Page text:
No bus today due to lack of staff - this threatens more and more frequently in the future. Because the local transport companies in Germany have great problems finding enough bus and train drivers. At least half of the companies temporarily restricted their operations last year due to a lack of staff - this is the result of an industry survey by the Association of German Transport Companies (VDV), which is available to the German Press Agency.
"Perhaps there were even more," says Harald Kraus, chairman of the VDV personnel committee and at the same time labor director at Dortmunder Stadtwerke. "In any case, I know almost nobody in the industry who hasn't had to stop a line from time to time, for example."
"Industry latently affected by downsizing"
77 percent of the companies surveyed stated that they expect a higher need for personnel in the transport service by 2030. At the same time, according to the survey, it is precisely in this area that they will see the most departures by 2030. Around 50 percent of the employees of these companies work in the driving service.
"In the past, our industry has always been latently affected by downsizing because financing was often tight," explains Kraus. "Now the financing is in place because local transport is becoming increasingly important - but there are no employees."
The transport companies surveyed assume that they will have to increase the number of their employees by around 20 percent by 2030 to expand the bus and train service - the VDV ultimately even expects a higher figure. For 48 percent of the companies, filling vacancies in the transport service is currently the greatest challenge, followed by commercial and technical staff.
The competition is tough, says Kraus: "We now compete with companies like Flaschenpost and Amazon, with whom we really don't want to be compared in terms of working conditions." In local transport in North Rhine-Westphalia, young professionals in the driving service received 15.60 euros an hour, which is 3.60 euros more than the minimum wage. "At Flaschenpost you have Sundays off - but then you forget that you also have to go to the sixth floor with the crates of drinks," says Kraus.
Collective bargaining stalled
The extent to which salaries in the industry will change in the near future depends on the further course of numerous collective bargaining negotiations. In talks with Deutsche Bahn and 50 other companies, the railway and transport union (EVG) is demanding at least 650 euros more per month for employees and also some structural adjustments to the collective bargaining system. The start of negotiations with DB ended last week after just two hours - the ideas of both sides are very far apart.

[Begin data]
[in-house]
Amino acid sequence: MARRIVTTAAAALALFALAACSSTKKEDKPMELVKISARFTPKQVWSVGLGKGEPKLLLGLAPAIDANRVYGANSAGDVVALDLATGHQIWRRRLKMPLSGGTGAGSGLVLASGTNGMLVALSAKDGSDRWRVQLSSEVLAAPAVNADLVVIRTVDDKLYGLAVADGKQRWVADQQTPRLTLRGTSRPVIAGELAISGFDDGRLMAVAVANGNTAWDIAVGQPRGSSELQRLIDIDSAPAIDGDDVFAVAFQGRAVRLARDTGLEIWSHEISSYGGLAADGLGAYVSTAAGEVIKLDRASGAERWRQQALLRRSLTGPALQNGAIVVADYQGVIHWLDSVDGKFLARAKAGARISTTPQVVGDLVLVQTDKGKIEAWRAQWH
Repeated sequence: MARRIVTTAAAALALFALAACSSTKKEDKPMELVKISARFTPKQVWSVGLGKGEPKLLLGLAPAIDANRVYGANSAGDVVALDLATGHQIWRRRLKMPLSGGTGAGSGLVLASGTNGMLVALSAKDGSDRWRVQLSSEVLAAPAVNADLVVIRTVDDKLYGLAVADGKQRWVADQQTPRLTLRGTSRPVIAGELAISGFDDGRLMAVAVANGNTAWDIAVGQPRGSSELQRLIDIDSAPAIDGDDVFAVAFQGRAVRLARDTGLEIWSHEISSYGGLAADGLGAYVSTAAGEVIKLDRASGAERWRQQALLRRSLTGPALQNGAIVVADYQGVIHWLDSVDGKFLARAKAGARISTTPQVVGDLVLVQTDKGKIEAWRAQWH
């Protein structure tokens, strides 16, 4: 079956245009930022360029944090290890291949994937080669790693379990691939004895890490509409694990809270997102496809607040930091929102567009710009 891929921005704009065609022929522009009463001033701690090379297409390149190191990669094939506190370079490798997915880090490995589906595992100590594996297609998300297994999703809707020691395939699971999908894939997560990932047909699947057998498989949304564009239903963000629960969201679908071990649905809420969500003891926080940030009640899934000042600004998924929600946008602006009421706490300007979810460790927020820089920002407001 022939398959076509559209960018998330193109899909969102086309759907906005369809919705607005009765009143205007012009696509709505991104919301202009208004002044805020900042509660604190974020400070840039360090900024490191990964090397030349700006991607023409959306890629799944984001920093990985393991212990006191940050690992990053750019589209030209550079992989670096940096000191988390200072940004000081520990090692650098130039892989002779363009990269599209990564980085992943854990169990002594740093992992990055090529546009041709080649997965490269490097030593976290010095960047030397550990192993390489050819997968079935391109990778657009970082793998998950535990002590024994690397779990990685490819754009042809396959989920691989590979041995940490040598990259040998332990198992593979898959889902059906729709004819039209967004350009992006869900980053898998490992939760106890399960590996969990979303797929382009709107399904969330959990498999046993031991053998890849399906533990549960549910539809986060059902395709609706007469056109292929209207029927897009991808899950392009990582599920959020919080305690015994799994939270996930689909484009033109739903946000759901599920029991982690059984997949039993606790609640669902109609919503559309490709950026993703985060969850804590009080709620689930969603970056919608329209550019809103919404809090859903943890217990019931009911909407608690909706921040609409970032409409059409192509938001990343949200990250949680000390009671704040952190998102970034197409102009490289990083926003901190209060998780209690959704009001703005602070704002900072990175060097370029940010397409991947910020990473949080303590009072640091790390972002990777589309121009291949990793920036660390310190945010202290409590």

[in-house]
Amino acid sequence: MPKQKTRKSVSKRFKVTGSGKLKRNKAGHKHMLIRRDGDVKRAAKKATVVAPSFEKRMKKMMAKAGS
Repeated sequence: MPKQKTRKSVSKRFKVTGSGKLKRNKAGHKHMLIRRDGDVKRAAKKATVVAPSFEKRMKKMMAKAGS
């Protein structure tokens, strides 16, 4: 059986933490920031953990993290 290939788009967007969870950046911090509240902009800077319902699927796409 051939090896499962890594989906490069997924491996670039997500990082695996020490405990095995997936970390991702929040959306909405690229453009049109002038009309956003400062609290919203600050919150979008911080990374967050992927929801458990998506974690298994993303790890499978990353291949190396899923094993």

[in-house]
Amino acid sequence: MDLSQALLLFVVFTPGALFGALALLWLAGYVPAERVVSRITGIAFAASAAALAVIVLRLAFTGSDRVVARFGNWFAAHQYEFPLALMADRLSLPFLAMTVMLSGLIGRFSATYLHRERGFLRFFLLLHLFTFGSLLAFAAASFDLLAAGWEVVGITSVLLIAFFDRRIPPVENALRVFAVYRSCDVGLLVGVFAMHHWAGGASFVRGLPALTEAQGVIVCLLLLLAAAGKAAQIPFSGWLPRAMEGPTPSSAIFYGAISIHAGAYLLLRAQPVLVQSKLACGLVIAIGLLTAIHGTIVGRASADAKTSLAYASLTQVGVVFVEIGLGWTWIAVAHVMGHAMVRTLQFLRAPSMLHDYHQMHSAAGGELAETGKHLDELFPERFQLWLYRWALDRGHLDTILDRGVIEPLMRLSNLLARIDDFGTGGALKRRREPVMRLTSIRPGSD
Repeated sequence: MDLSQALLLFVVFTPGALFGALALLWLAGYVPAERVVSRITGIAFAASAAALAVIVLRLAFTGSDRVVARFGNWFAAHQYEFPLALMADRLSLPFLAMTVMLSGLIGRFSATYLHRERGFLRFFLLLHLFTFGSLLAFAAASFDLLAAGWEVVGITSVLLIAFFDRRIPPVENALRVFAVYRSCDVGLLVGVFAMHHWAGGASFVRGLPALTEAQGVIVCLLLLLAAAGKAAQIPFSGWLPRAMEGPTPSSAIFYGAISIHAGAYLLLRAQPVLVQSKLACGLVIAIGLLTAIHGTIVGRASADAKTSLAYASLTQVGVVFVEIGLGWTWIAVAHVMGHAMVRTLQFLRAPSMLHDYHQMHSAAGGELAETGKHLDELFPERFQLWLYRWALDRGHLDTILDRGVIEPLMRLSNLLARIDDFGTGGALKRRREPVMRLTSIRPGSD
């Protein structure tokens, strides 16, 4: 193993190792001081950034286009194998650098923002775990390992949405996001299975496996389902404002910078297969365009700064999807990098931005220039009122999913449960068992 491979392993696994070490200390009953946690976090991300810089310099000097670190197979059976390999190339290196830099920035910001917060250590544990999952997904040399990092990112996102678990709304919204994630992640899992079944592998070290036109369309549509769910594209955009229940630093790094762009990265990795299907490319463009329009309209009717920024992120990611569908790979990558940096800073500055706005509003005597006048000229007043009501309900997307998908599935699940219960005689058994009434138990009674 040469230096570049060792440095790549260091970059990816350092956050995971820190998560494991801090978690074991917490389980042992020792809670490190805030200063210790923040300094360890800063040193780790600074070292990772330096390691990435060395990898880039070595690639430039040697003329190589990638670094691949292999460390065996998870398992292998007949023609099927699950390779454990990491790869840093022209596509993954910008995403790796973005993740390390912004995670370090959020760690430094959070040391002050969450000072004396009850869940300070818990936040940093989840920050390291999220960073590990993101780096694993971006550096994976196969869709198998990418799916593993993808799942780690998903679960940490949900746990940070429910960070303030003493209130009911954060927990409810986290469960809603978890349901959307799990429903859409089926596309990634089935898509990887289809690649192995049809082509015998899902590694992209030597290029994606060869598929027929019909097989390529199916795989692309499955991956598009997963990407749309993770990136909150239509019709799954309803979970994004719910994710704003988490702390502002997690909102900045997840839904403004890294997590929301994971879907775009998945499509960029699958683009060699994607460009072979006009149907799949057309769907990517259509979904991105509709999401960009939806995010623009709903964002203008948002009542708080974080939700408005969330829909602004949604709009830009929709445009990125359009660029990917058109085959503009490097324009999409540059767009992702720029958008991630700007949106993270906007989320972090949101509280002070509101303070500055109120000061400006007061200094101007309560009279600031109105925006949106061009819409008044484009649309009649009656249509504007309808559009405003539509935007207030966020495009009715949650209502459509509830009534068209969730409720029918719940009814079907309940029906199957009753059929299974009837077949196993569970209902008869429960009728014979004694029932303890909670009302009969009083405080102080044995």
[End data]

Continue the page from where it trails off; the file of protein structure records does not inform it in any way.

In other transport companies, meanwhile, the collective agreement of the public service is applied, which is also currently being negotiated. But even in this collective bargaining dispute, there is hardly any progress - accordingly, last Friday there was a strike in local transport in numerous cities nationwide.
In addition to the VDV, which mainly represents public transport companies, the Federal Association of German Bus Companies (BDO) recently asked its members for more information about the shortage of skilled workers. According to this company survey, 87,000 bus drivers will be missing by 2030. The BDO, in which many smaller, private bus companies are also connected, announced that there is currently a need for 7,800 people in mid-February.
Include training time
Even if thousands of people were to report immediately for the driver service - the problem would only be solved in a few months. At Stadtwerke Dortmund, for example, it takes about eight months from the first day of work, according to Kraus, before a new employee without a bus driver's license can drive through the city with passengers. The period is similarly long for the Berliner Verkehrsbetriebe (BVG).
The company trains bus drivers in its own academy in Berlin-Wedding, and driving school director Tobias Kutta has a clear motto: "Safety before driving time". 28 days of theory, 28 days of driving practice, then route and tariff training, and how to deal with difficult everyday situations must also be learned. "In our company, the bus driver is actually a branch manager," says Kutta, who himself was a bus driver for BVG for many years. "He drives, gives advice, sells tickets, does a bit of bookkeeping. He's responsible for security and also for emergency management."
He obviously always liked the job on the street, he really raves about it. But he also says: "You have to feel called to do this job, you have to have a heart for it."